Sunday, October 23, 2011


The "gli" is the hardest sound for me to pronounce in Italian. It comes out like a hard "glee" no matter what I do. Maybe it's this strange sound fixation that started my quest to explore the town of Camogli. When I pass it on the train, I spend the next ten minutes silently repeating, "CamoGLI. CAMOgli. CAM -O - GLI" until I realize that I've started whispering or speaking out loud and scaring all the nice Italian people next to me on the train. I told another friend, Lorenzo, about my desire to visit Camogli, and he smiled widely. "It's one of the most beautiful places I've ever seen", he beamed. This, coming from a Monterosso boy, is big praise. These little towns have more then their share of rivalry, and for someone to so heartily endorse a town not their own? Well, that sealed it.
So today Camogli it was. Cold, but a cloudless sky and a huge sun creeping over the Ligurian sea. Camogli is about an hour west (and a bit north) of Monterosso by train, on the same line that stretches along the coast up to Genoa and down to La Spezia. It's a small town, about 6,000 people, compared to nearby Chiavari, Santa Margherita Ligure and, of course, the bustling city of Genoa. I heard it compared to Vernazza, the next town to us here in the Cinque Terre, but considering its about 15 times bigger, I don't really think that's a fair comparison.
Whatever it is, Camogli is beautiful. Once called the "city of a thousand white sails", it's been an important spot on this stretch of Liguria since Napoleon. The boats still bob carefully in the still ocean below the colorful, typically Ligurian pastel buildings, with their intricately painted facades. The top photo is a great example - those windows? Fake. Brickwork running up the side of the building? Not real. Elaborate molding above those fake windows? You guessed it. This NY Times article from a few years ago explains it better then I can - and might be talking about this exact building in Camogli- but insomma, for those of you lazy readers, the trompe l'oeil artwork is typical of this region. Those too poor to afford rich exterior work of their house simply painted it on. Or, maybe those practical Ligurians found a way not to sacrifice style and keep their buildings sturdy.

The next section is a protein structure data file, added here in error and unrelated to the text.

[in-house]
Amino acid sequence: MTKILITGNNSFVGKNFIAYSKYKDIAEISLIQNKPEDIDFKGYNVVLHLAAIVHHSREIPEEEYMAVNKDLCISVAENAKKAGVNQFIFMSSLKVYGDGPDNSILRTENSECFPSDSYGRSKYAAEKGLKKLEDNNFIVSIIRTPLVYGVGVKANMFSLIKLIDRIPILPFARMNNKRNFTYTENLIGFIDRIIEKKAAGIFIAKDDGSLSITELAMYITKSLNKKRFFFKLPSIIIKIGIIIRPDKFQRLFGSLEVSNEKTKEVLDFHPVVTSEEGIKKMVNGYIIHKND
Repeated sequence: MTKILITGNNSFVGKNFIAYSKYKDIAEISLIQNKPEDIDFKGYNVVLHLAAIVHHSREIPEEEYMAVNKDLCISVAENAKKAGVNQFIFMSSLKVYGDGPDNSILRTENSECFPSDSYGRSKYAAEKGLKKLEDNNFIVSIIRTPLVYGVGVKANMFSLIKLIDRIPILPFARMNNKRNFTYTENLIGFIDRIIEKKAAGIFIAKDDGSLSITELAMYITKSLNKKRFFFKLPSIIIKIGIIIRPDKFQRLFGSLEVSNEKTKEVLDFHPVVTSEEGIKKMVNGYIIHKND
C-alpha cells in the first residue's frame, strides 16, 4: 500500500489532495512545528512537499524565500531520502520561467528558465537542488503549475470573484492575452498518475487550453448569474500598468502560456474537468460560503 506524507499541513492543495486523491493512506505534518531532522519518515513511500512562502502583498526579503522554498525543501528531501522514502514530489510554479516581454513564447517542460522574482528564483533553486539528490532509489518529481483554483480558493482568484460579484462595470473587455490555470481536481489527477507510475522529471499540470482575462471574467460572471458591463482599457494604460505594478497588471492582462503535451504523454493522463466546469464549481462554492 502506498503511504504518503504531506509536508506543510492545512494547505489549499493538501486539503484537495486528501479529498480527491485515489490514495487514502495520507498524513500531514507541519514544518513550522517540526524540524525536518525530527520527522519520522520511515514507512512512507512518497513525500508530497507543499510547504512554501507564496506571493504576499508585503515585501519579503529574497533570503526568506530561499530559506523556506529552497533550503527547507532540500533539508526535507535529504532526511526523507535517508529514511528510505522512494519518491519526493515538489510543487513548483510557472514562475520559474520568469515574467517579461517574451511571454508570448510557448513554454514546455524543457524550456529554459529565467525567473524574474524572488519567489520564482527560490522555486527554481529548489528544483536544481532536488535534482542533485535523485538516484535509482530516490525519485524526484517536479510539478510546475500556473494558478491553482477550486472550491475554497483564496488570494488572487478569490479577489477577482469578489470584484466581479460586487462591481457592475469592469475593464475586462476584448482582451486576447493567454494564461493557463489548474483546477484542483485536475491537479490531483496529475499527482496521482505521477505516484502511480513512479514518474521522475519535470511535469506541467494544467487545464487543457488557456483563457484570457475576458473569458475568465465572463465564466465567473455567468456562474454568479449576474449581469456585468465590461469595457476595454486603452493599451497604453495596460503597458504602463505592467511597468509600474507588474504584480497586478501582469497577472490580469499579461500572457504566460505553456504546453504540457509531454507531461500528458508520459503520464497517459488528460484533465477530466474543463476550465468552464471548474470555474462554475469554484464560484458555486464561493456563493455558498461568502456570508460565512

Camogli also has it's own castle (again with those pesky pirates) that is perched over the rocky cliff in the shadows of a centuies old cathedral, which was much more ornate then I expected. A cruise ship tour next to me is also responsible for this next piece of information - the stone circle designs in front of most churches in Liguria is to symbolize and remind worshipers of the moment that life comes and the moment that death comes to the body.
Life came to my body, however, in Camogli sitting in the sun underneath the towering church on the rocks, eating a foccacia in the Camogliese fashion (anchovies, olives and tomatoes - though I'm not too sure they can patent that as something unique in this region) and when I discovered Camogliesi, a local dessert produced not that long ago - in 1970 - by a local man. This dessert - half cookie, half donut and stuffed with a cream (rum flavored is the most traditional) is like a heavy, delicious, rum laced bomb for your stomach. The woman in the shop explained it to me as a beignet with a cream filling. I bet you CAN eat just one. Really, I'd be hard pressed to devour more then a few, and at 28 euro a Kg, so would you.
The day was perfect, again, save for those cruise ship groups. I was mortified - honestly, completely embarrassed - as an American, listening to some of the conversations these people were having. The beaches were "gross" (not at all true), the pizza is better in Connecticut, and why-oh-why is everything so expensive?
If you don't want to try and experience it, stay on the cruise ship. Please. For my sake. Don't leave me shooting apologetic looks to shopkeepers, counter-people and old Italian women in your wake.
I get it - we're dependent on tourists here. But sometimes, even in Camogli, I wish I could choose which ones.
Fortunately, I found the worlds largest pan (or at least close) used to fashion a fish fry every summer on the town's feast day. I probably can't eat it, thanks to that shellfish allergy plaguing my life, but throw in a rummy flavored, gooey centered Camogliesi, and I'm there - cruise ship catastrophe or not, it was really the most beautiful place I've visited outside of my little home. And by next summer, I'm sure I'll have that "gli" down cold.

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